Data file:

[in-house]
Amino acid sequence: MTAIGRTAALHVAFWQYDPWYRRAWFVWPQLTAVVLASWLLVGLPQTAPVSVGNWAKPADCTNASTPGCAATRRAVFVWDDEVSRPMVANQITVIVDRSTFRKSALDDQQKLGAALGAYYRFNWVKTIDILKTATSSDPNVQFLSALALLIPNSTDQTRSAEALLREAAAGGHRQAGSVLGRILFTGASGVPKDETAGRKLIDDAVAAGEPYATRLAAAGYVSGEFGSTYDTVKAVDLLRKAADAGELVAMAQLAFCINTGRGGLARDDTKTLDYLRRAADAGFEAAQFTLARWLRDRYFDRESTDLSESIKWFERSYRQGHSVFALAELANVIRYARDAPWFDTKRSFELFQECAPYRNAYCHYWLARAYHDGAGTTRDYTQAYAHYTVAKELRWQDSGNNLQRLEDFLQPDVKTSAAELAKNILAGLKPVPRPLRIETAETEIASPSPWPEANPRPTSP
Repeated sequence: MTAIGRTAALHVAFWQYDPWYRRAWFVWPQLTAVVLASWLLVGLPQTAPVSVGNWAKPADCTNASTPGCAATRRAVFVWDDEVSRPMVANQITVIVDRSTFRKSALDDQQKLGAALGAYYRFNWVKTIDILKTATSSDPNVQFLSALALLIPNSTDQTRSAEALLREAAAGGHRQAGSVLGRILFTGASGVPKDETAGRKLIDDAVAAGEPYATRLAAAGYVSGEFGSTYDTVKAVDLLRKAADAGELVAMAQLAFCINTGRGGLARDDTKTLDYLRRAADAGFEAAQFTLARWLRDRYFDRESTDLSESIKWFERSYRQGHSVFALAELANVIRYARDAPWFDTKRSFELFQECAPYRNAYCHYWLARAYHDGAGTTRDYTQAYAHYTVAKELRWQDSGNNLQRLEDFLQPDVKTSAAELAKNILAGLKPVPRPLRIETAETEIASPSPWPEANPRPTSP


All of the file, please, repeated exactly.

[in-house]
Amino acid sequence: MTAIGRTAALHVAFWQYDPWYRRAWFVWPQLTAVVLASWLLVGLPQTAPVSVGNWAKPADCTNASTPGCAATRRAVFVWDDEVSRPMVANQITVIVDRSTFRKSALDDQQKLGAALGAYYRFNWVKTIDILKTATSSDPNVQFLSALALLIPNSTDQTRSAEALLREAAAGGHRQAGSVLGRILFTGASGVPKDETAGRKLIDDAVAAGEPYATRLAAAGYVSGEFGSTYDTVKAVDLLRKAADAGELVAMAQLAFCINTGRGGLARDDTKTLDYLRRAADAGFEAAQFTLARWLRDRYFDRESTDLSESIKWFERSYRQGHSVFALAELANVIRYARDAPWFDTKRSFELFQECAPYRNAYCHYWLARAYHDGAGTTRDYTQAYAHYTVAKELRWQDSGNNLQRLEDFLQPDVKTSAAELAKNILAGLKPVPRPLRIETAETEIASPSPWPEANPRPTSP
Repeated sequence: MTAIGRTAALHVAFWQYDPWYRRAWFVWPQLTAVVLASWLLVGLPQTAPVSVGNWAKPADCTNASTPGCAATRRAVFVWDDEVSRPMVANQITVIVDRSTFRKSALDDQQKLGAALGAYYRFNWVKTIDILKTATSSDPNVQFLSALALLIPNSTDQTRSAEALLREAAAGGHRQAGSVLGRILFTGASGVPKDETAGRKLIDDAVAAGEPYATRLAAAGYVSGEFGSTYDTVKAVDLLRKAADAGELVAMAQLAFCINTGRGGLARDDTKTLDYLRRAADAGFEAAQFTLARWLRDRYFDRESTDLSESIKWFERSYRQGHSVFALAELANVIRYARDAPWFDTKRSFELFQECAPYRNAYCHYWLARAYHDGAGTTRDYTQAYAHYTVAKELRWQDSGNNLQRLEDFLQPDVKTSAAELAKNILAGLKPVPRPLRIETAETEIASPSPWPEANPRPTSP